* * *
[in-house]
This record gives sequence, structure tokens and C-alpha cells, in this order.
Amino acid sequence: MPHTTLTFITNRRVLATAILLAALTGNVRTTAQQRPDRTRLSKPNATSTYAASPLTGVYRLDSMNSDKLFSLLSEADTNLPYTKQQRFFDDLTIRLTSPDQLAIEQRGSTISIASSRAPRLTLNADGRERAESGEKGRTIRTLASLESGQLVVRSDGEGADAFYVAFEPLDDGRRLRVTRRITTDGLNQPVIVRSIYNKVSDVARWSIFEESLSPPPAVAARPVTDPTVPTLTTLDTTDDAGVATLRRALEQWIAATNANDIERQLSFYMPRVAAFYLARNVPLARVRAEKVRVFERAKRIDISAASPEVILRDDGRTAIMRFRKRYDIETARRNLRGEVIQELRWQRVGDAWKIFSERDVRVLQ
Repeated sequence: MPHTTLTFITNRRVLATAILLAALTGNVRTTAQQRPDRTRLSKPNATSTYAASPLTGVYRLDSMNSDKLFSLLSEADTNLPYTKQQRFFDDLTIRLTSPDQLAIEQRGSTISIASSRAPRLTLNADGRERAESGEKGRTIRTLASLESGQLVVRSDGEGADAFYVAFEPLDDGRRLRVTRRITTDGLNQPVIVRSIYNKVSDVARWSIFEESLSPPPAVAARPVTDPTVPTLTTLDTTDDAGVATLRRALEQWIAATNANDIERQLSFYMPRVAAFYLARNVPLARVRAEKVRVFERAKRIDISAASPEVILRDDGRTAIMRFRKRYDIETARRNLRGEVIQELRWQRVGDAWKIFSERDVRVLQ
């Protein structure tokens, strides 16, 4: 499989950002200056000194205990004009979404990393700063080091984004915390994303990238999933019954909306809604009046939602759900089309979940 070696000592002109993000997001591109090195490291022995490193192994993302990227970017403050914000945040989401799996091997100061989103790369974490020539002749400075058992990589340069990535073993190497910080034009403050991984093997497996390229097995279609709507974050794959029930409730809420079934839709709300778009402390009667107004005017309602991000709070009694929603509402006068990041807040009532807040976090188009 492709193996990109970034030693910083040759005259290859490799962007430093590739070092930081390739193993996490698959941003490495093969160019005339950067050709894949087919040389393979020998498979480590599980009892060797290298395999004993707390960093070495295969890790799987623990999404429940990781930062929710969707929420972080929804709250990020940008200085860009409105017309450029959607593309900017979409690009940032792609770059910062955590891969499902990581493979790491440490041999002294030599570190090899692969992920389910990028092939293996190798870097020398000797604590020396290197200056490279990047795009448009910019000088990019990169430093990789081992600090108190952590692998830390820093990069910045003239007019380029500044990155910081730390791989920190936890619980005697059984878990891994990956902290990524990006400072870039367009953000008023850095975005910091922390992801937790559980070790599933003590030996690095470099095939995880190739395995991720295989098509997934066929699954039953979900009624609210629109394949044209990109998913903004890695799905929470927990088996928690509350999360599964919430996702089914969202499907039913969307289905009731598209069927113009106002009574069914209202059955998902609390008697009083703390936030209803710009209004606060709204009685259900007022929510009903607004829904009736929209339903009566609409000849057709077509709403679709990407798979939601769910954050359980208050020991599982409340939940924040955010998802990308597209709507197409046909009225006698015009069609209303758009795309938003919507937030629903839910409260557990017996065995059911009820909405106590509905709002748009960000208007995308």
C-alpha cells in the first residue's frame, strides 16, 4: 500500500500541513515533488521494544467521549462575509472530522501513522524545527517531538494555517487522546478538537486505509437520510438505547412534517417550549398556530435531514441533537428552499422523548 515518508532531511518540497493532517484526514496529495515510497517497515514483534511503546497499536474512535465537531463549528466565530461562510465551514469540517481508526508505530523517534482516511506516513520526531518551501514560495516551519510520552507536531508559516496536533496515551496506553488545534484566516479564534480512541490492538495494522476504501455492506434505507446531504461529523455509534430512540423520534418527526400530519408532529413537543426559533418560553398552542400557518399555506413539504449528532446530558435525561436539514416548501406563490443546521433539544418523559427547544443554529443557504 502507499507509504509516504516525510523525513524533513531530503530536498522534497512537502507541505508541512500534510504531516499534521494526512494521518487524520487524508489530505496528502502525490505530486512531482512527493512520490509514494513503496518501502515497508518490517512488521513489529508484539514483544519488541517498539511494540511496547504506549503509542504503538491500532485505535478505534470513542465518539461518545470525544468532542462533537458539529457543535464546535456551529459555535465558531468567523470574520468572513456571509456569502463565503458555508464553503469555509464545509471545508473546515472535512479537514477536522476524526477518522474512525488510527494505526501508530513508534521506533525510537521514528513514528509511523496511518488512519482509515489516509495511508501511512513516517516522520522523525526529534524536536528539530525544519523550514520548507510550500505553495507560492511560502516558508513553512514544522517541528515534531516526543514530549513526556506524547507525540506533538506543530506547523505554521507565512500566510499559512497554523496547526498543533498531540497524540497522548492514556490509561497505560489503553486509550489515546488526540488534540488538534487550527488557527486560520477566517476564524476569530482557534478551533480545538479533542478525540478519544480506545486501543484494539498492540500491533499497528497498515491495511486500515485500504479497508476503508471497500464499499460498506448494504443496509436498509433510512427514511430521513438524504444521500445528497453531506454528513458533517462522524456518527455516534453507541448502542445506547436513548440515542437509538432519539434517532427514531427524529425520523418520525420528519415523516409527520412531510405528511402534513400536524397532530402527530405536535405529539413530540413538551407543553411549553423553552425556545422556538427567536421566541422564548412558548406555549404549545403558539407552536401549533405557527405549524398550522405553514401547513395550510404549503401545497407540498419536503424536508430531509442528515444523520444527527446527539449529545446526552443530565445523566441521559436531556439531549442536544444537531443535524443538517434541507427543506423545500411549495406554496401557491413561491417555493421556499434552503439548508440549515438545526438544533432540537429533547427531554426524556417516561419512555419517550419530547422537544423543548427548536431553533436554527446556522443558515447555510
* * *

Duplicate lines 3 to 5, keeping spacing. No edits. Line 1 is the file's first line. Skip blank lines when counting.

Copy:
Amino acid sequence: MPHTTLTFITNRRVLATAILLAALTGNVRTTAQQRPDRTRLSKPNATSTYAASPLTGVYRLDSMNSDKLFSLLSEADTNLPYTKQQRFFDDLTIRLTSPDQLAIEQRGSTISIASSRAPRLTLNADGRERAESGEKGRTIRTLASLESGQLVVRSDGEGADAFYVAFEPLDDGRRLRVTRRITTDGLNQPVIVRSIYNKVSDVARWSIFEESLSPPPAVAARPVTDPTVPTLTTLDTTDDAGVATLRRALEQWIAATNANDIERQLSFYMPRVAAFYLARNVPLARVRAEKVRVFERAKRIDISAASPEVILRDDGRTAIMRFRKRYDIETARRNLRGEVIQELRWQRVGDAWKIFSERDVRVLQ
Repeated sequence: MPHTTLTFITNRRVLATAILLAALTGNVRTTAQQRPDRTRLSKPNATSTYAASPLTGVYRLDSMNSDKLFSLLSEADTNLPYTKQQRFFDDLTIRLTSPDQLAIEQRGSTISIASSRAPRLTLNADGRERAESGEKGRTIRTLASLESGQLVVRSDGEGADAFYVAFEPLDDGRRLRVTRRITTDGLNQPVIVRSIYNKVSDVARWSIFEESLSPPPAVAARPVTDPTVPTLTTLDTTDDAGVATLRRALEQWIAATNANDIERQLSFYMPRVAAFYLARNVPLARVRAEKVRVFERAKRIDISAASPEVILRDDGRTAIMRFRKRYDIETARRNLRGEVIQELRWQRVGDAWKIFSERDVRVLQ
């Protein structure tokens, strides 16, 4: 499989950002200056000194205990004009979404990393700063080091984004915390994303990238999933019954909306809604009046939602759900089309979940 070696000592002109993000997001591109090195490291022995490193192994993302990227970017403050914000945040989401799996091997100061989103790369974490020539002749400075058992990589340069990535073993190497910080034009403050991984093997497996390229097995279609709507974050794959029930409730809420079934839709709300778009402390009667107004005017309602991000709070009694929603509402006068990041807040009532807040976090188009 492709193996990109970034030693910083040759005259290859490799962007430093590739070092930081390739193993996490698959941003490495093969160019005339950067050709894949087919040389393979020998498979480590599980009892060797290298395999004993707390960093070495295969890790799987623990999404429940990781930062929710969707929420972080929804709250990020940008200085860009409105017309450029959607593309900017979409690009940032792609770059910062955590891969499902990581493979790491440490041999002294030599570190090899692969992920389910990028092939293996190798870097020398000797604590020396290197200056490279990047795009448009910019000088990019990169430093990789081992600090108190952590692998830390820093990069910045003239007019380029500044990155910081730390791989920190936890619980005697059984878990891994990956902290990524990006400072870039367009953000008023850095975005910091922390992801937790559980070790599933003590030996690095470099095939995880190739395995991720295989098509997934066929699954039953979900009624609210629109394949044209990109998913903004890695799905929470927990088996928690509350999360599964919430996702089914969202499907039913969307289905009731598209069927113009106002009574069914209202059955998902609390008697009083703390936030209803710009209004606060709204009685259900007022929510009903607004829904009736929209339903009566609409000849057709077509709403679709990407798979939601769910954050359980208050020991599982409340939940924040955010998802990308597209709507197409046909009225006698015009069609209303758009795309938003919507937030629903839910409260557990017996065995059911009820909405106590509905709002748009960000208007995308």